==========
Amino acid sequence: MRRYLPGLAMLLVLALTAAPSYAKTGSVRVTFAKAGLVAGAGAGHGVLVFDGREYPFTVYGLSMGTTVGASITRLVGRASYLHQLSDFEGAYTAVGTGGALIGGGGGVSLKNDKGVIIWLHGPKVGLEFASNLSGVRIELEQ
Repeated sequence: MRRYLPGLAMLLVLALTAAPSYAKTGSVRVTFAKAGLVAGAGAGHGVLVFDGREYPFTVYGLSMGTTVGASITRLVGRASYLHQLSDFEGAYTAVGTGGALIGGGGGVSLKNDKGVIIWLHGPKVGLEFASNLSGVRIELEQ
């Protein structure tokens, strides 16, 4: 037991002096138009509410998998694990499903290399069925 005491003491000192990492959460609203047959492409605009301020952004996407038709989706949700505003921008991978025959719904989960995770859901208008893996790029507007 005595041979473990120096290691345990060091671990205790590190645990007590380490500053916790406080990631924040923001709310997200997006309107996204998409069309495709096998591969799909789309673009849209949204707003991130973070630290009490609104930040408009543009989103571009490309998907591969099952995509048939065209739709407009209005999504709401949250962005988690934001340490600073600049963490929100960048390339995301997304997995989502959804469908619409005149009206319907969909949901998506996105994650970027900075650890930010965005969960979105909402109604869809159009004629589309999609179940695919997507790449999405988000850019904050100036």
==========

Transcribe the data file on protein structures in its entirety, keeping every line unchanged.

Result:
Amino acid sequence: MRRYLPGLAMLLVLALTAAPSYAKTGSVRVTFAKAGLVAGAGAGHGVLVFDGREYPFTVYGLSMGTTVGASITRLVGRASYLHQLSDFEGAYTAVGTGGALIGGGGGVSLKNDKGVIIWLHGPKVGLEFASNLSGVRIELEQ
Repeated sequence: MRRYLPGLAMLLVLALTAAPSYAKTGSVRVTFAKAGLVAGAGAGHGVLVFDGREYPFTVYGLSMGTTVGASITRLVGRASYLHQLSDFEGAYTAVGTGGALIGGGGGVSLKNDKGVIIWLHGPKVGLEFASNLSGVRIELEQ
């Protein structure tokens, strides 16, 4: 037991002096138009509410998998694990499903290399069925 005491003491000192990492959460609203047959492409605009301020952004996407038709989706949700505003921008991978025959719904989960995770859901208008893996790029507007 005595041979473990120096290691345990060091671990205790590190645990007590380490500053916790406080990631924040923001709310997200997006309107996204998409069309495709096998591969799909789309673009849209949204707003991130973070630290009490609104930040408009543009989103571009490309998907591969099952995509048939065209739709407009209005999504709401949250962005988690934001340490600073600049963490929100960048390339995301997304997995989502959804469908619409005149009206319907969909949901998506996105994650970027900075650890930010965005969960979105909402109604869809159009004629589309999609179940695919997507790449999405988000850019904050100036």